Premature birth, particularly the very early premature births, are the most significant factor in the high infant mortality rates in the United States, particularly in urban areas of this country.
But a new study by researchers from the National Institutes of Health and elsewhere found that even babies born nearly to term – those at 37 and 38 weeks gestation, as opposed to the full 40 weeks – were at significantly higher risk of dying in their first year of life. Babies are not considered premature if they are born after 36 weeks of gestation. The study terms those who are 37 and 38 weeks “early-term” births.
“Early-term births are associated with higher neonatal, postneonatal and infant mortality rates compared with full-term births,” the researcher concluded in their study published in the June issue of the journal Obstetrics and Gynecology.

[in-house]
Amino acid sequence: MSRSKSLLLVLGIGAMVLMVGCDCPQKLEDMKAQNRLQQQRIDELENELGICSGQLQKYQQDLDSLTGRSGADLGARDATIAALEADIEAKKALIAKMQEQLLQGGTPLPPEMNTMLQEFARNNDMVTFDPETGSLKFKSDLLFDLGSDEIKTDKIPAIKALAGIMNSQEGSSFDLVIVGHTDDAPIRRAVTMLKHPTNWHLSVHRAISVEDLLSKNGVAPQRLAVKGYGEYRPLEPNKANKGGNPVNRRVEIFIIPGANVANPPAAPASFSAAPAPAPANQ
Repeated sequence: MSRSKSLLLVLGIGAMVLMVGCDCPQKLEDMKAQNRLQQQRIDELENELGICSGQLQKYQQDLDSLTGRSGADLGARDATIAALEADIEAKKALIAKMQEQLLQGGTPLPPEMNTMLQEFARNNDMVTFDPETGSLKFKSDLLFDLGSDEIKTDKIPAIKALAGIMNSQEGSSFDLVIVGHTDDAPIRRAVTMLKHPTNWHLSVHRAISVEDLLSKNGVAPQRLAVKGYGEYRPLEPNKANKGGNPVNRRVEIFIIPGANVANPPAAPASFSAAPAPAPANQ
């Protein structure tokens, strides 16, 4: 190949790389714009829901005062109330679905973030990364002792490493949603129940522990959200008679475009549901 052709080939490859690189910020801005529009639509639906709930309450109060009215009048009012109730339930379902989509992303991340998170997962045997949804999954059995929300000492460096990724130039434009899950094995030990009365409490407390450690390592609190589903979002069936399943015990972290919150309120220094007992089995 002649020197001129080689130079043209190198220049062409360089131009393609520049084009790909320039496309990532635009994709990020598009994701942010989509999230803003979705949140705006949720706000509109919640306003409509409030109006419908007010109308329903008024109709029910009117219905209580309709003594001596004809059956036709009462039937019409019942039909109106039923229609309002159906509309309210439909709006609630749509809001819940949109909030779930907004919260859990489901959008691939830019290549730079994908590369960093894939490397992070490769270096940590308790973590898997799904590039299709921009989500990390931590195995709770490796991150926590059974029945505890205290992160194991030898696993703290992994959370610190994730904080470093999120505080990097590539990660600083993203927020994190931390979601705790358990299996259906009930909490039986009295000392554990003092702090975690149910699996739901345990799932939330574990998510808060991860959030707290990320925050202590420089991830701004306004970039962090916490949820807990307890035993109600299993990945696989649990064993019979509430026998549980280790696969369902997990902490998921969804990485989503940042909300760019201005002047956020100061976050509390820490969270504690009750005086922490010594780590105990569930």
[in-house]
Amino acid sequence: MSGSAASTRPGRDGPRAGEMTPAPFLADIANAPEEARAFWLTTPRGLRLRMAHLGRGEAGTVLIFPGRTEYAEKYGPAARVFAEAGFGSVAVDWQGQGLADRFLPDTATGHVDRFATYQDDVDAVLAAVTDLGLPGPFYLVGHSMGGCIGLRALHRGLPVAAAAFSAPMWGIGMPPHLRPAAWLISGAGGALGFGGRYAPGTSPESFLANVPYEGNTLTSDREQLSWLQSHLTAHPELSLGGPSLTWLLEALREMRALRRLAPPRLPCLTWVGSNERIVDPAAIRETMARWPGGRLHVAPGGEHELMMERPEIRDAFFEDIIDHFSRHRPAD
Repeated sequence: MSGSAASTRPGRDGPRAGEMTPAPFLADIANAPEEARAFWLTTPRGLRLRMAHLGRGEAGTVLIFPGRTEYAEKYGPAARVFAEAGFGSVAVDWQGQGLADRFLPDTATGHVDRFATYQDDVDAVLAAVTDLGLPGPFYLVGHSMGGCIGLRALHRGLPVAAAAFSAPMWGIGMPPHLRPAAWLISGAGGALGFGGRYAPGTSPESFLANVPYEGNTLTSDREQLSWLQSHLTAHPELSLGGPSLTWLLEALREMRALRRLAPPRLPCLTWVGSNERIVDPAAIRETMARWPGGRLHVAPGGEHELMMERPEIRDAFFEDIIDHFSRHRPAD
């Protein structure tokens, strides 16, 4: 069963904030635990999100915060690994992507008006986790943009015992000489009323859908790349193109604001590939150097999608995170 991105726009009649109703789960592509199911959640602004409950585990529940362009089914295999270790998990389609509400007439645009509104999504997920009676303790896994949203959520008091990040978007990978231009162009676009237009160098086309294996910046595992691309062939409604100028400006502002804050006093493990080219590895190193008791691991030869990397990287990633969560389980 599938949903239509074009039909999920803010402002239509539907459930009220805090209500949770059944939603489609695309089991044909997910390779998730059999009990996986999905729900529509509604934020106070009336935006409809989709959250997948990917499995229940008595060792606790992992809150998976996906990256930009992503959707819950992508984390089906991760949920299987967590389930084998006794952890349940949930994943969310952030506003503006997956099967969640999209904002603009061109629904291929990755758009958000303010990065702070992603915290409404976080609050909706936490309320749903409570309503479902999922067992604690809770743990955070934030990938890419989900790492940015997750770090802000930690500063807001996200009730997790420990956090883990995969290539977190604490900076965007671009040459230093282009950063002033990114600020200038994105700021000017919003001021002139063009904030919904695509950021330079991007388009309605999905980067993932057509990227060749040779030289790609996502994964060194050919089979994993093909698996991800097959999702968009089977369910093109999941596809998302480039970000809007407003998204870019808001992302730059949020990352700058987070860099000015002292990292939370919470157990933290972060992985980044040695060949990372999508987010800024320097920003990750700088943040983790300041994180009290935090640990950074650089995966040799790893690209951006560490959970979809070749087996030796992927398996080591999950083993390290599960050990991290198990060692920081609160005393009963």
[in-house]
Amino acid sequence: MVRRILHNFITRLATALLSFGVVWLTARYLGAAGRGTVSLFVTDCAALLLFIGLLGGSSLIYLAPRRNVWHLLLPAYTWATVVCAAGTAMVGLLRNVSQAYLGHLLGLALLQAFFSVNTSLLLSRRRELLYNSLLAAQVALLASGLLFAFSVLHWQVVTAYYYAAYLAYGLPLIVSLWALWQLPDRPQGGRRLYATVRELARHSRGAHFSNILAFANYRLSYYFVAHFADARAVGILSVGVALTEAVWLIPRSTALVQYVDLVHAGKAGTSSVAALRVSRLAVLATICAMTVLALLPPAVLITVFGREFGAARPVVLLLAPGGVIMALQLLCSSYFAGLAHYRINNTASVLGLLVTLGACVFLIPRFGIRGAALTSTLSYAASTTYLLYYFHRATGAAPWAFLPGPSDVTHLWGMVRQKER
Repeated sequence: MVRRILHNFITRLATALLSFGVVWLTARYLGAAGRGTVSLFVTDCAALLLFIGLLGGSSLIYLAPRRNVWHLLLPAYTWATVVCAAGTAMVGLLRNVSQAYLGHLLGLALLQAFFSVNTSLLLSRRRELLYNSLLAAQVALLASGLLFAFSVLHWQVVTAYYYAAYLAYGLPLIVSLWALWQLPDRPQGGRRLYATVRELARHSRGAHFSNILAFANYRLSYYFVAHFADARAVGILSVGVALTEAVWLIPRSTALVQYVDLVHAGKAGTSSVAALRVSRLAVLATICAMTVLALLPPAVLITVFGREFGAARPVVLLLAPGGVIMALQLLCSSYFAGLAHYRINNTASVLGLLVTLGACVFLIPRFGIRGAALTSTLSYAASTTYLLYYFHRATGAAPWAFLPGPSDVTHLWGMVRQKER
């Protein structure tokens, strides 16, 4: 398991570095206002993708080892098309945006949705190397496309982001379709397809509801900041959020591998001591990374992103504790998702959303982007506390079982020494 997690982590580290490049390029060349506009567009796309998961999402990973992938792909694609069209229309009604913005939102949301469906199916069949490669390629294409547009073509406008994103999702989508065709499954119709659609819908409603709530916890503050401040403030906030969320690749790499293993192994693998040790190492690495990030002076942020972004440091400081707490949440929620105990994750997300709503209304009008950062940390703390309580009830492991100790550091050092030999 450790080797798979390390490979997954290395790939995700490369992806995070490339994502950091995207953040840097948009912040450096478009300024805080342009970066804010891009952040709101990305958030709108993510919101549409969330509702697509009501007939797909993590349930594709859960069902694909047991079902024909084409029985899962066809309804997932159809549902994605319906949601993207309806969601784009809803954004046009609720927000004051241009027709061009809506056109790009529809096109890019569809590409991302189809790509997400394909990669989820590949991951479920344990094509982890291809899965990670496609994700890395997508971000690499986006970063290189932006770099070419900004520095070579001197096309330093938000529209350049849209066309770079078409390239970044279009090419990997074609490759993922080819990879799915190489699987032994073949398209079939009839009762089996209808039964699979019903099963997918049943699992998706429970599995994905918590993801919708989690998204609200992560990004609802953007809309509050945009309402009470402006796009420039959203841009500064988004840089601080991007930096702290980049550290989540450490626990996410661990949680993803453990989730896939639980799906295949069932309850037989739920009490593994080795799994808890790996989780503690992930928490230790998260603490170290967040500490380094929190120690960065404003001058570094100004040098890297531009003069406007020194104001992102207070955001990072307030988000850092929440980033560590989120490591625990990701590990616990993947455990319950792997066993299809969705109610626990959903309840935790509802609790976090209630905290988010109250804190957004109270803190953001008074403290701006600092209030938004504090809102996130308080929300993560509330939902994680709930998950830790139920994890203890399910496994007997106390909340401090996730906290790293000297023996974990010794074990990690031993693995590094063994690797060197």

Moreover, the researchers found significantly higher death rates among blacks than whites in these babies.
“At both early- and full-term gestations, neonatal mortality rates for blacks are 40 percent higher than for whites and postneonatal mortality rates 80 percent higher,” the researchers wrote.
The researchers analyzed data from 46.3 million live births in the U.S. linking that data to infant death data from 1995 to 2006.
“These data demonstrate that ‘term’ pregnancy is not a period of uniform risk with early-term deliveries (37 and 37 weeks of gestation) experiencing higher … infant mortality rates than full-term deliveries (39 and 40 weeks of gestation),” the researchers wrote.
“Although there have been improvements in overall neonatal, postneonatal and infant mortality rates across the term period n the past decade, the unacceptable disparity in infant mortality remains for non-Hispanic blacks and must be targeted by intervention to decrease the mortality rate for this high risk group.”